On the plus side, however, I'd say Canadians are more trusting than Americans. The feel safer and worry less. Canada would probably be a nicer place to live.


Holy cow, I opine a lot!

I snapped back from that long flashback - in list form - to my hitchhiking position along an urban highway on Vancouver Island. My ankle still hurt a lot from when I'd rolled it the other day in Tofino. While Adam and Johnny had split up and hiked on in search of rides, I stayed behind, thumb extended.

A stopped mini-van called me over. A smiling, chubby-bodied, tea-skinned couple let me hop in the middle row of their van. Behind me sat the couple's three young sons.

All five of them were Canadian "First Nations" people. Beside me rested a smelly tub filled with the free, netted salmon the Vancouver Island tribe of native-Canadians are entitled to. My drivers, now, were on their way to sell these salmon to Vietnamese restaurants in Victoria. How ironic.

The driver, Shea, in a college basketball jersey, and his wife, Robin, were nice and smily. They kept saying, "That is too cool," as I told them about me and my friends' summer.

They said I was making their summer sound boring. However, every summer, they went on month-long canoe trips with their tribe around Vancouver Island. These trips sounded awesome. They were meant to promote no-alcohol and no-drugs lifestyles within the tribe, and they cost nothing.

As we talked, I caught sight of Adam standing beside the road. Shea and Robin said they could make us fit. They stopped far down the road. Excited, I ran/limped all the way to Adam - who was joined, too, by Johnny - and all the way back to Shea and Robin's van.

Shea and Robin's little sons were at first scared to have three strangers in their car. But, each soon returned to his day-work: picking on the little brother who followed him closest in age.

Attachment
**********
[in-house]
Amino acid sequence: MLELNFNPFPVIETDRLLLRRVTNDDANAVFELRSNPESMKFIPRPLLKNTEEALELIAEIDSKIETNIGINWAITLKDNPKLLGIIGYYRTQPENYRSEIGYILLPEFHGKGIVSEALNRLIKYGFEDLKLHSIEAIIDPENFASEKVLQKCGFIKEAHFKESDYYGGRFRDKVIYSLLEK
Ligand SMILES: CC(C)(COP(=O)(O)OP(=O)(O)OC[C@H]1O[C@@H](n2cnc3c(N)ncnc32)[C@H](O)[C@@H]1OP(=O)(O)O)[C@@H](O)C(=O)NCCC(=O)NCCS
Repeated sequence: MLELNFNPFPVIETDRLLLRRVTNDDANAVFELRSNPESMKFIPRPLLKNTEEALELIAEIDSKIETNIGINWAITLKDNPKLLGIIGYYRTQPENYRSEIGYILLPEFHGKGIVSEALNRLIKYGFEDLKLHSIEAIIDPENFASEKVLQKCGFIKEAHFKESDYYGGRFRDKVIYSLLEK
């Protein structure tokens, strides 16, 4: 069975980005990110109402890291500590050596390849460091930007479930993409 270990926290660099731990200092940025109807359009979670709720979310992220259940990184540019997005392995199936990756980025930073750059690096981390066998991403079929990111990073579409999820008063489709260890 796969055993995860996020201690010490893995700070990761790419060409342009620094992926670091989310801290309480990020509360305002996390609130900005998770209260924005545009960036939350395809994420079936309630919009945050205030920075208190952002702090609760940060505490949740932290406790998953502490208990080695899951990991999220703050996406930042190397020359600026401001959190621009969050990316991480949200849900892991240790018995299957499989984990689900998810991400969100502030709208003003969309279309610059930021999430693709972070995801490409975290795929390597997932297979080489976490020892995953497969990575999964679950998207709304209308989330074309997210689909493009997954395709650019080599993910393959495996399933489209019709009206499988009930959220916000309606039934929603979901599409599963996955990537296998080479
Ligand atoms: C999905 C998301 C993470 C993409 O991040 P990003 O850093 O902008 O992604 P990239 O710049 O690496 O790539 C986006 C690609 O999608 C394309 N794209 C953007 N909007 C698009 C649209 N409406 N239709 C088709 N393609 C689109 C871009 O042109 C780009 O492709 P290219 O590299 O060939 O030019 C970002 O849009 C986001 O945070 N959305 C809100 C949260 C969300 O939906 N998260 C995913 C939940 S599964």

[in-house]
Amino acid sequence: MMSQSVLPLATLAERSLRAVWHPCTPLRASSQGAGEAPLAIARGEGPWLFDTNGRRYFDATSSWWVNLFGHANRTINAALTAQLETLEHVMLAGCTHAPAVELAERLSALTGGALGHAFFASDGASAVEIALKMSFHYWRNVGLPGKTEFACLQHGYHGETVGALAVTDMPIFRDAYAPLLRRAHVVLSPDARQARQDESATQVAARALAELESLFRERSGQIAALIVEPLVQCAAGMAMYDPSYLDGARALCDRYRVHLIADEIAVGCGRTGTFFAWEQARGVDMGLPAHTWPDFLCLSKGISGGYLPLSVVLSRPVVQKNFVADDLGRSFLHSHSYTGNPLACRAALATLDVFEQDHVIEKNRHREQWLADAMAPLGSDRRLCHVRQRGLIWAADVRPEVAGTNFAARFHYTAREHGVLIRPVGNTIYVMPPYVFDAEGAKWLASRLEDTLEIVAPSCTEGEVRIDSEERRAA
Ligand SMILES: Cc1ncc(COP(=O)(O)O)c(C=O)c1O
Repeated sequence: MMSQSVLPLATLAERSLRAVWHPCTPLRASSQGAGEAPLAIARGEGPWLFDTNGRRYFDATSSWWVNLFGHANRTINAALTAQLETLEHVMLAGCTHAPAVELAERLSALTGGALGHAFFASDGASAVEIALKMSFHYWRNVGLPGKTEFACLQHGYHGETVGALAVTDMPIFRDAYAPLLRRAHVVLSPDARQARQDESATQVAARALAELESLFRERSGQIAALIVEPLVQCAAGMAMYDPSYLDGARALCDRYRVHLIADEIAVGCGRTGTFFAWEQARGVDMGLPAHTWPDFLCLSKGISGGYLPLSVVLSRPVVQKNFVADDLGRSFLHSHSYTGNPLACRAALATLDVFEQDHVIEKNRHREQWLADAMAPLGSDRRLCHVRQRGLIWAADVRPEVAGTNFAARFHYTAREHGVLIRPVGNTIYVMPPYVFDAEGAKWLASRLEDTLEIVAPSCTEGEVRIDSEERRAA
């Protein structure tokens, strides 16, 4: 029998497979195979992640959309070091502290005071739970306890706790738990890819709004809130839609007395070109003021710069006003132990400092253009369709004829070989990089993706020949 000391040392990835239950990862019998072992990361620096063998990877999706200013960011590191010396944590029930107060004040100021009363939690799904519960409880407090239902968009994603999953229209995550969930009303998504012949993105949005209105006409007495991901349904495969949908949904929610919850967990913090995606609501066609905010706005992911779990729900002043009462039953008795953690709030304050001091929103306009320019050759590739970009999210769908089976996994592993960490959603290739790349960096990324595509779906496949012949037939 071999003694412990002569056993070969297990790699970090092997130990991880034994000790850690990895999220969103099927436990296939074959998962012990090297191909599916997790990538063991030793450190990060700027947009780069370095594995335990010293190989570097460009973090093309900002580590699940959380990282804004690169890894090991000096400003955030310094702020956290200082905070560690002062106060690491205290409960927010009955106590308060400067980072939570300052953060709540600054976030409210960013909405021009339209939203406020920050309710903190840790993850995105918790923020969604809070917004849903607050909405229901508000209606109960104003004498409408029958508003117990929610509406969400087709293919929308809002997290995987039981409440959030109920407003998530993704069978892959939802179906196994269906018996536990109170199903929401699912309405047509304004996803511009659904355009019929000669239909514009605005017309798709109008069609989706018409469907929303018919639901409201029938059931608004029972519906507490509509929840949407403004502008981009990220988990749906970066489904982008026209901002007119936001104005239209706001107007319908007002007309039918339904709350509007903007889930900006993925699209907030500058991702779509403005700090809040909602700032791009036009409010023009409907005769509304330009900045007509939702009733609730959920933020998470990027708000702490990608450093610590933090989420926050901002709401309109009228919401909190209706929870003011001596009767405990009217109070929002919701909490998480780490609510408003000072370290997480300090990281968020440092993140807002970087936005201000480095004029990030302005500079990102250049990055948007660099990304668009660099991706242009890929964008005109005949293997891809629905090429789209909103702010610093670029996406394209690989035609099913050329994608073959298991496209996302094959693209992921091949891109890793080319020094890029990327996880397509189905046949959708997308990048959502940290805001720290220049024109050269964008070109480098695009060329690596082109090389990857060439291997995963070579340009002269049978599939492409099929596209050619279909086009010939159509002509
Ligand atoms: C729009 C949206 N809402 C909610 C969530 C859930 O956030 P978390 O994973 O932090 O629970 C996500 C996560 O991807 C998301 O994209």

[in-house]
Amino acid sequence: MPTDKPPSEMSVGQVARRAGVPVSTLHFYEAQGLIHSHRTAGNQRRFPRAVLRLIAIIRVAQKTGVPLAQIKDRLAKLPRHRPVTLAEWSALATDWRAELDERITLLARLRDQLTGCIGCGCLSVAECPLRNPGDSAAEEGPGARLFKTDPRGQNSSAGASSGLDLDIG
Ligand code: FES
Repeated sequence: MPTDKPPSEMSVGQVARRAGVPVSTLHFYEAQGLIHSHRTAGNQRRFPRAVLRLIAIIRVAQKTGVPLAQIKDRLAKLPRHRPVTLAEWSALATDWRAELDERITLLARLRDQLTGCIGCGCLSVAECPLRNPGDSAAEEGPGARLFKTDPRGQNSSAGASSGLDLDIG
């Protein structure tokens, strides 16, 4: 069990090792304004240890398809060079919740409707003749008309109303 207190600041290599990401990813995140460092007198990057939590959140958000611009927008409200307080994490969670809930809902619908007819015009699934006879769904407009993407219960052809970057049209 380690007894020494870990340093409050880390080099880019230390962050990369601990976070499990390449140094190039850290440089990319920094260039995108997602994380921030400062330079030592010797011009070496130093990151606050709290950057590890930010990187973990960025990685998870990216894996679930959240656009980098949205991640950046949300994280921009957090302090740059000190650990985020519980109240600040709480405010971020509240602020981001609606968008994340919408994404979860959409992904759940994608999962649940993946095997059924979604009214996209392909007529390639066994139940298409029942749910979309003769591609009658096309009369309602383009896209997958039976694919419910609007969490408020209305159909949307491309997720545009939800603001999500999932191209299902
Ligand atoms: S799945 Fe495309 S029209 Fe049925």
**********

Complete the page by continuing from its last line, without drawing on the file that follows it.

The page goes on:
Chakota, the fat-potato-faced baby, supposedly liked to dance. Johnny and I tried dancing with him, but he only looked at us like a spud. We kept dancing. We had our last ride in Canada ... together! (Minus Julie - sniff, sniff.)

It was the 123rd ride I had been a part of in Canada. Shea and Robin were the 16th couple in that ride-giving group: 13% of the rides. 59% of the rides had come from lone males. 5% came from two or more males. 3% came from males with kids. And one-fifth, 20%, came from lone females or predominantly-female cars. During our weeks in French-speaking Quebec and New Brunswick, 34% of the rides came from females.

But, Shea and Robin were our last ride. They were happy for this, and we got a photo with them in front of the shining Victoria Harbor. Woohoo! Johnny and Adam and I high-fived.

Disappointed, Johnny told me then how he and Adam had gotten to the spot where Shea and Robin picked them up. A car had passed him on the road and then stopped ahead for Adam. Adam talked the driver into letting Johnny come too.

"I was the only one who didn't get a ride for himself today." Johnny sighed. "I'm gonna have to do Canada over."

Adam, Julie, and I had all hitched rides by ourselves. So, I guess Johnny's going to need some more companions for cross-Canada 2004.

Anyone interested?


Yeah, Canada! - Modern Oddyseus
with Johnny, Adam, Sean, and Julie (in spirit)

Thanks to Rob; and Shea, Robin, Dorian, Isaiah, & Chakota for the final Canadian lifts!